What does Atticus mean when he says to Jem, "You've perpetrated a near libel here in the front yard." Define the term "libel."I would perfer it be a long answer.

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amarang9's profile pic

amarang9 | College Teacher | (Level 2) Educator Emeritus

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Libel is the crime of publishing false information about another person, group, company, etc. In other words, libel is committed when one person publicly (and falsely) accuses someone of a crime or unfairly harms their reputation. 

The children make a snowman in the image of Mr. Avery because Mr. Avery said that the snowfall was caused by children disobeying their parents. Atticus notices the similarity of the snowman to Mr. Avery. Although he is kidding that Jem has committed libel, Atticus does ask Jem to change the snowman a bit to eliminate the chance that Mr. Avery will be offended. The libel comment is sarcastic. Atticus knows a snowman looking like Mr. Avery will not harm his (Mr. Avery's) reputation. Still, Atticus asks the kids to make the likeness less obvious. 

mlsldy3's profile pic

mlsldy3 | Elementary School Teacher | (Level 2) Educator

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In chapter 8 of To Kill a Mockingbird, Maycomb is actually having a real winter. This is a rare occurrence for the citizens of the town. They even have the first snowfall in years. Mr. Dick Avery is a neighbor of the Finch's. Scout talks about how she has seen him urinating from his porch. She thinks this is probably the most impressive thing he has done in his life. He tells Jem and Scout that the dramatic change in the weather is brought on by misbehaving children. Jem and Scout don't like him very much.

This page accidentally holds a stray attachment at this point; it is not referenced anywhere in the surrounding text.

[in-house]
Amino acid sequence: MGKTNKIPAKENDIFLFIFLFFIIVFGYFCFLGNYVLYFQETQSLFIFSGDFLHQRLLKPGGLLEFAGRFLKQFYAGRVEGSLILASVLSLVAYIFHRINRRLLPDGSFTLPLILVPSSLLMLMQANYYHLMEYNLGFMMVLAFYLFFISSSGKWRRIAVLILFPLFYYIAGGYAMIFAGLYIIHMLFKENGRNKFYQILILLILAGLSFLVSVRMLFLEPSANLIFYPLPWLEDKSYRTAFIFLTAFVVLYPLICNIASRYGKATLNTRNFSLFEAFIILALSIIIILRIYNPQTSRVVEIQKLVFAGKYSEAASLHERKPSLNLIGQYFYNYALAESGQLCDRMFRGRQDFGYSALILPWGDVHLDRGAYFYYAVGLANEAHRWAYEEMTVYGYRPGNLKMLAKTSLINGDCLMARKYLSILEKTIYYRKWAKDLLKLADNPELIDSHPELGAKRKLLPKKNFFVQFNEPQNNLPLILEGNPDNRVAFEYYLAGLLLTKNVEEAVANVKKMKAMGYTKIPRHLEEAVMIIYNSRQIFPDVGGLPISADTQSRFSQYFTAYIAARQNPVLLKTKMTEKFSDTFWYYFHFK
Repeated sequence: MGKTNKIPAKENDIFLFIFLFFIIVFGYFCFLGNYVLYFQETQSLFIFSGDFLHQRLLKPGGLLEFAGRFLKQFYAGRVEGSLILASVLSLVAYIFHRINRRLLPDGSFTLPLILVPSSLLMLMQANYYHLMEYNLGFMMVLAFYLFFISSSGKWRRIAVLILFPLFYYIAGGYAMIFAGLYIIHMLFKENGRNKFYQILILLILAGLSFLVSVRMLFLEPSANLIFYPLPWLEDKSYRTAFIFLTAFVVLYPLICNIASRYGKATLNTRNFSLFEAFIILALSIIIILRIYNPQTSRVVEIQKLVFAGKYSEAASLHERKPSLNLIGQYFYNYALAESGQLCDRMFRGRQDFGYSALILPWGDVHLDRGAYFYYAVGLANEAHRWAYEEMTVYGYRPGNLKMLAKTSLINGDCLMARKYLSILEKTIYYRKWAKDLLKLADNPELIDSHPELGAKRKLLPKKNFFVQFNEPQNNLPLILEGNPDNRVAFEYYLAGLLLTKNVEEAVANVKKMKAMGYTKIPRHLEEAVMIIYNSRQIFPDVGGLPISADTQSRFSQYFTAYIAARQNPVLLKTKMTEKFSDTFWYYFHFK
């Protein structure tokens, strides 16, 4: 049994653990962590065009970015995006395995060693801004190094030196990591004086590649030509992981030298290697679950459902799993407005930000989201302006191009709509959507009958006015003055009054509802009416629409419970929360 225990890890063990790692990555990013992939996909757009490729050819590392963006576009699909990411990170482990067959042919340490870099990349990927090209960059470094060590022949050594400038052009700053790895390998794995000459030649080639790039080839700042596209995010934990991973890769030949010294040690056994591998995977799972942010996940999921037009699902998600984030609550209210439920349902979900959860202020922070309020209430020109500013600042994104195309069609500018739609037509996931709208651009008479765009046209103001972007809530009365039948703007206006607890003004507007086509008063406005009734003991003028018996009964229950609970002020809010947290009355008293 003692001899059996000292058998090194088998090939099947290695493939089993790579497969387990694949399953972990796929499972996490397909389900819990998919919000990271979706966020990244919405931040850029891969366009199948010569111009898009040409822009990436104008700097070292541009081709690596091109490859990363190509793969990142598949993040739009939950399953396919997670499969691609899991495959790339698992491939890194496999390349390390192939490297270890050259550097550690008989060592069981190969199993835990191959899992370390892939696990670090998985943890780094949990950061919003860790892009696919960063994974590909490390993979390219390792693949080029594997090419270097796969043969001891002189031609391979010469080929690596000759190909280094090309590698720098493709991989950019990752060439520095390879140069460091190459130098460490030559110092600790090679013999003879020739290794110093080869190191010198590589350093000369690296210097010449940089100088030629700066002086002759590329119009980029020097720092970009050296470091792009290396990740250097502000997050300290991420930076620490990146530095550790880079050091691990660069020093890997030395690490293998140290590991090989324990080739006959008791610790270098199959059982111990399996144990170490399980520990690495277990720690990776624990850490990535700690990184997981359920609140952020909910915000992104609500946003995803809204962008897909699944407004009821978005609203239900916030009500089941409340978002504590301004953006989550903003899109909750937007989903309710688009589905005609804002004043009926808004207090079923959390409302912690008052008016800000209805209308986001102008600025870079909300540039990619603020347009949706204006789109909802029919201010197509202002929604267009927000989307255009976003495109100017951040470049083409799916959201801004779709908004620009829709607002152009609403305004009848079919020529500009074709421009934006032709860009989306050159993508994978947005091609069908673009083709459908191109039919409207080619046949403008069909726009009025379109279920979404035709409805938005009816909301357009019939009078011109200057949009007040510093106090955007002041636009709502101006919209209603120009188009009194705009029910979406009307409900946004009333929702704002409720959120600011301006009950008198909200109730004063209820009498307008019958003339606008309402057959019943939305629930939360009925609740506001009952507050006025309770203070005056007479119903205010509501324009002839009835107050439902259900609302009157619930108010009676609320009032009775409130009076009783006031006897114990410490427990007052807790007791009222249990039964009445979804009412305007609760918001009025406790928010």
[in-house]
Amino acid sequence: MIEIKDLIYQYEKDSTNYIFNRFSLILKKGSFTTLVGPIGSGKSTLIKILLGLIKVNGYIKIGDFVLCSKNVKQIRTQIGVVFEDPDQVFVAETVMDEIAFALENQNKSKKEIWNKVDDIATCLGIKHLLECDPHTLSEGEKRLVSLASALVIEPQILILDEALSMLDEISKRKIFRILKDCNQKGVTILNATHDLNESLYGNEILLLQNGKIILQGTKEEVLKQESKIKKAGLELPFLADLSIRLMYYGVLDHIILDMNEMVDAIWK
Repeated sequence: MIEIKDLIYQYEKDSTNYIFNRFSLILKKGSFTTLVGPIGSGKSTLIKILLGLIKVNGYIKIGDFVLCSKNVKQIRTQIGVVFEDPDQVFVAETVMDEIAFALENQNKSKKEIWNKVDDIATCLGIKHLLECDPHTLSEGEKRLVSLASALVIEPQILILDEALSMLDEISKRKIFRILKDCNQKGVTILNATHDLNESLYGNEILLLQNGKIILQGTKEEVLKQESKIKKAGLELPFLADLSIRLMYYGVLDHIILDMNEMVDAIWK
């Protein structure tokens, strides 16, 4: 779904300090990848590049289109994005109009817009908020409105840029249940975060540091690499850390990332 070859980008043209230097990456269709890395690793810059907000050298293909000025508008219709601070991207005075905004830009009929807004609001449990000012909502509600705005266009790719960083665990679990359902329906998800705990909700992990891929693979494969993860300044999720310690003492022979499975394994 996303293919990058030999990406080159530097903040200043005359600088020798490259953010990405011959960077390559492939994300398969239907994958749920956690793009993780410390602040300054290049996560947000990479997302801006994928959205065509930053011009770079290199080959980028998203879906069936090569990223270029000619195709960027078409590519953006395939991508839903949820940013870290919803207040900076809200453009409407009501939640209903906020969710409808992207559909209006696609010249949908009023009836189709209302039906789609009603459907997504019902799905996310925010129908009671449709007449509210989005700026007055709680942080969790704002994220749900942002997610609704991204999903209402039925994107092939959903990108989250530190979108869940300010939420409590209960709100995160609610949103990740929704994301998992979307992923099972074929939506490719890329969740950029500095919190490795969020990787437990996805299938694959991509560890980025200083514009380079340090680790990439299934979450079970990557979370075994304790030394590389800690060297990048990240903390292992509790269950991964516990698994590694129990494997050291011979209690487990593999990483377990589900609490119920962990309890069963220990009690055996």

Jem and Scout gather all the snow they can and have enough to make a snowman. They make the snowman to resemble Mr. Avery. They, of course, think it is very funny. Atticus on the other hand, is not at all thrilled. He tells Jem he has perpetrated a near libel. A libel is a legal term meaning a published false statement that is damaging to a person's reputation. Atticus, is of course joking with Jem, but he asks the children to make the snowman a little less like Mr. Avery.

What is interesting in this exchange is that the term libel will be very real later on in the novel. When the court case begins, we see the true definition of libel. Although the term is used in jest with Jem, it will become a nightmare to Tom.


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